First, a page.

However, today I calmly walked over to a display of Easter cards, and spent ten minutes looking through them to find one to send to a friend. This proves to me that life goes on, in spite of Easter, and in spite of grief. Finally, nearly seven years later, I feel a peace with this time of year, and the significance of it. Just because it was a bitter time then does not mean it has to be a bitter time forever. Hope is always a precious thing, sometimes it is elusive, but that doesn’t mean we stop looking for it.

Although I know nearly seven years have passed since that day, I am still amazed that I have found this place of peace within myself, which allows me to accept the renewal aspect of Easter without dwelling on the sadness of Chris’ death. Whether I will carry this attitude forward remains to be seen, but I would hope to be able to.

In other news, I am approaching the point in writing my story where I discuss the beginnings of Navigating Cyberloss. It is an interesting process to look back and see how far I have come since the earliest days of pain and grief.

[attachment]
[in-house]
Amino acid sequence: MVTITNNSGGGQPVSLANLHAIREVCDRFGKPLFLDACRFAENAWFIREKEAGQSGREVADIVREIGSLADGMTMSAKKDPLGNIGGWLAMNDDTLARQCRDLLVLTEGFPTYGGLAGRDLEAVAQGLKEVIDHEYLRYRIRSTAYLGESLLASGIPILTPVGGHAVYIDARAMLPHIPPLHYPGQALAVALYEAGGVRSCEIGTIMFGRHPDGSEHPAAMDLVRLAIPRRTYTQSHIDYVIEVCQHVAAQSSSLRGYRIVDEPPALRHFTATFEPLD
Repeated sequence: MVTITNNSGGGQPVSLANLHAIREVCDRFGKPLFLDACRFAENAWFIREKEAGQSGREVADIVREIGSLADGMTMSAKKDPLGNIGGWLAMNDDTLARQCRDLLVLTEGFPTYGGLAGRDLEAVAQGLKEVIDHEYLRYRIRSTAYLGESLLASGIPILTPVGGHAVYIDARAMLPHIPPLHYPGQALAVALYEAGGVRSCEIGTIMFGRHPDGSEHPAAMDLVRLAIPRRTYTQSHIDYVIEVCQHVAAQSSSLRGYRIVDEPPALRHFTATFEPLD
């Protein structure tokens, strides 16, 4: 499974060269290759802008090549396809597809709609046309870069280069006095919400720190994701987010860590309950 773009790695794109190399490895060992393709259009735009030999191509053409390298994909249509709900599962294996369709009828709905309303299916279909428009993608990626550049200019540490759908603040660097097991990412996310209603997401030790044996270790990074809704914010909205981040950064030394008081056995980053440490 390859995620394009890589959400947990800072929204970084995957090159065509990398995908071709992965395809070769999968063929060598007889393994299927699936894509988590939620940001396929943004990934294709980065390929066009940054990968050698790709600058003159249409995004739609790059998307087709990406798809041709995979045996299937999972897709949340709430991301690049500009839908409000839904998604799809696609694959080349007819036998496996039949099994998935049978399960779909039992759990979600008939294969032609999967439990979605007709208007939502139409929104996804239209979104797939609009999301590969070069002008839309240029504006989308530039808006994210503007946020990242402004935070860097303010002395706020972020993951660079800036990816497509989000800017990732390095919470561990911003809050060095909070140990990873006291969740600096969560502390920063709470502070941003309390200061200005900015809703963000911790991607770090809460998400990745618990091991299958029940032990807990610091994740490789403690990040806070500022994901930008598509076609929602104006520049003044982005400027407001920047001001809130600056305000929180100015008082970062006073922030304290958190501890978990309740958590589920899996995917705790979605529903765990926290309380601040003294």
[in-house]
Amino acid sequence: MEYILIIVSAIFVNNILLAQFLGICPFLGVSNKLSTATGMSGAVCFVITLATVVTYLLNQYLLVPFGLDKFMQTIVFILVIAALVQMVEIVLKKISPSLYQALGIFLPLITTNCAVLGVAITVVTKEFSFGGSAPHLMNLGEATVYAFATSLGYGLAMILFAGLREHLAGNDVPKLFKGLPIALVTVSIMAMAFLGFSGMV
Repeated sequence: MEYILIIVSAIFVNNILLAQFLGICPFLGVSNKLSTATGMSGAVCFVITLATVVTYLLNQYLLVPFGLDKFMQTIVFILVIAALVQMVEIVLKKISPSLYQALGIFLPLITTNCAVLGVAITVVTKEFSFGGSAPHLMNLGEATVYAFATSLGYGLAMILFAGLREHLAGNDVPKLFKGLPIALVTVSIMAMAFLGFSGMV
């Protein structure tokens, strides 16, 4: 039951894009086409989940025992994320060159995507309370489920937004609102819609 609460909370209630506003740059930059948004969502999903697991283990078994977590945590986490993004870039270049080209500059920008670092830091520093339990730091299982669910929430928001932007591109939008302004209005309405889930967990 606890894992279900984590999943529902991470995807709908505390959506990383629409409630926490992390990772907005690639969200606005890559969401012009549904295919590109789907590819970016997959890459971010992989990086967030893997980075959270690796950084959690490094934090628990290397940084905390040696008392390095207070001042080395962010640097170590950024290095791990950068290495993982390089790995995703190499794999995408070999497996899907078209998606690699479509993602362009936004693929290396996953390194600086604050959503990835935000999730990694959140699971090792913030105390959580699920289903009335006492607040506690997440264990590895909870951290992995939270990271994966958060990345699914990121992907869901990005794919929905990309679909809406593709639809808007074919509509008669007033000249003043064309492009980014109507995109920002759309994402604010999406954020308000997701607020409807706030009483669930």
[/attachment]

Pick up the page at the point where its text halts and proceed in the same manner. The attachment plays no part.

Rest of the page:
I would like to think that Chris would be proud of what I’ve accomplished, although it took unspeakable tragedy to bring it about. I suppose that’s the way things sometimes happen. If everything worthwhile was easy, nothing would really be worthwhile.

I’d also like to remind you about the Facebook event on the 5th of April, which will be a rerun of last year’s ‘Day of Remembrance for Online Friends Gone Before’. I hope you’ll come and share in the day, so that we can reach out to those who feel the grief of cyberloss without having anywhere to express it.

Wishing you peace and strength on your journeys,

ncblogsig

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Immersed in the moment

Hi, friends.

I hope this post finds you well. I can hardly believe it’s been almost two months since I last posted here. I have spent much of that time reflecting on the early stages of this journey as part of my final undergraduate project for university. It surprises me still that looking back carries so much potential for pain and suffering, but then I rapidly remember that is why I stopped allowing myself to do it so readily.